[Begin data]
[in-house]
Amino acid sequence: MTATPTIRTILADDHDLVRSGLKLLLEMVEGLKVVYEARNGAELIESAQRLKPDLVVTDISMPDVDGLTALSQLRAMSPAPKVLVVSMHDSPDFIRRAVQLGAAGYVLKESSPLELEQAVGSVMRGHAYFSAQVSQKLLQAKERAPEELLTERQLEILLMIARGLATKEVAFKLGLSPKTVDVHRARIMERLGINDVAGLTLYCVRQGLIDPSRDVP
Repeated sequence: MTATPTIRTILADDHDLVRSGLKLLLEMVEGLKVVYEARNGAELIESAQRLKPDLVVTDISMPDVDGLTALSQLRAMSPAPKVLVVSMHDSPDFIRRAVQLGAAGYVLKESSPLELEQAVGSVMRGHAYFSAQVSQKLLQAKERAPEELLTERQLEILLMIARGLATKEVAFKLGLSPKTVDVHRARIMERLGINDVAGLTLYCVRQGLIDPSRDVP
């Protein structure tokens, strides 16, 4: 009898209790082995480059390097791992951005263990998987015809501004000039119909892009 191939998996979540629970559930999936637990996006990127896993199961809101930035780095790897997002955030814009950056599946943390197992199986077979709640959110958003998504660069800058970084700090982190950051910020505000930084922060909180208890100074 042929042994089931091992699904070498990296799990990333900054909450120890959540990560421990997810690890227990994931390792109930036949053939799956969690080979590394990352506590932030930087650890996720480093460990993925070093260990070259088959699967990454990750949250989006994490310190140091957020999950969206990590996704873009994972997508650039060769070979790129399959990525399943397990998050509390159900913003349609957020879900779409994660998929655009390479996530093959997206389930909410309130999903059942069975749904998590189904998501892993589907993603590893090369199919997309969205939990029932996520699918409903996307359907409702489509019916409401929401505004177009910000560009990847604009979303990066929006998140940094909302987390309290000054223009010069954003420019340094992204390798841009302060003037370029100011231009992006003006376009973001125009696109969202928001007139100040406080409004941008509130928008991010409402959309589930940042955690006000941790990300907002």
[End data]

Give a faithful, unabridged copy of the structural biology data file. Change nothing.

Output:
[in-house]
Amino acid sequence: MTATPTIRTILADDHDLVRSGLKLLLEMVEGLKVVYEARNGAELIESAQRLKPDLVVTDISMPDVDGLTALSQLRAMSPAPKVLVVSMHDSPDFIRRAVQLGAAGYVLKESSPLELEQAVGSVMRGHAYFSAQVSQKLLQAKERAPEELLTERQLEILLMIARGLATKEVAFKLGLSPKTVDVHRARIMERLGINDVAGLTLYCVRQGLIDPSRDVP
Repeated sequence: MTATPTIRTILADDHDLVRSGLKLLLEMVEGLKVVYEARNGAELIESAQRLKPDLVVTDISMPDVDGLTALSQLRAMSPAPKVLVVSMHDSPDFIRRAVQLGAAGYVLKESSPLELEQAVGSVMRGHAYFSAQVSQKLLQAKERAPEELLTERQLEILLMIARGLATKEVAFKLGLSPKTVDVHRARIMERLGINDVAGLTLYCVRQGLIDPSRDVP
């Protein structure tokens, strides 16, 4: 009898209790082995480059390097791992951005263990998987015809501004000039119909892009 191939998996979540629970559930999936637990996006990127896993199961809101930035780095790897997002955030814009950056599946943390197992199986077979709640959110958003998504660069800058970084700090982190950051910020505000930084922060909180208890100074 042929042994089931091992699904070498990296799990990333900054909450120890959540990560421990997810690890227990994931390792109930036949053939799956969690080979590394990352506590932030930087650890996720480093460990993925070093260990070259088959699967990454990750949250989006994490310190140091957020999950969206990590996704873009994972997508650039060769070979790129399959990525399943397990998050509390159900913003349609957020879900779409994660998929655009390479996530093959997206389930909410309130999903059942069975749904998590189904998501892993589907993603590893090369199919997309969205939990029932996520699918409903996307359907409702489509019916409401929401505004177009910000560009990847604009979303990066929006998140940094909302987390309290000054223009010069954003420019340094992204390798841009302060003037370029100011231009992006003006376009973001125009696109969202928001007139100040406080409004941008509130928008991010409402959309589930940042955690006000941790990300907002």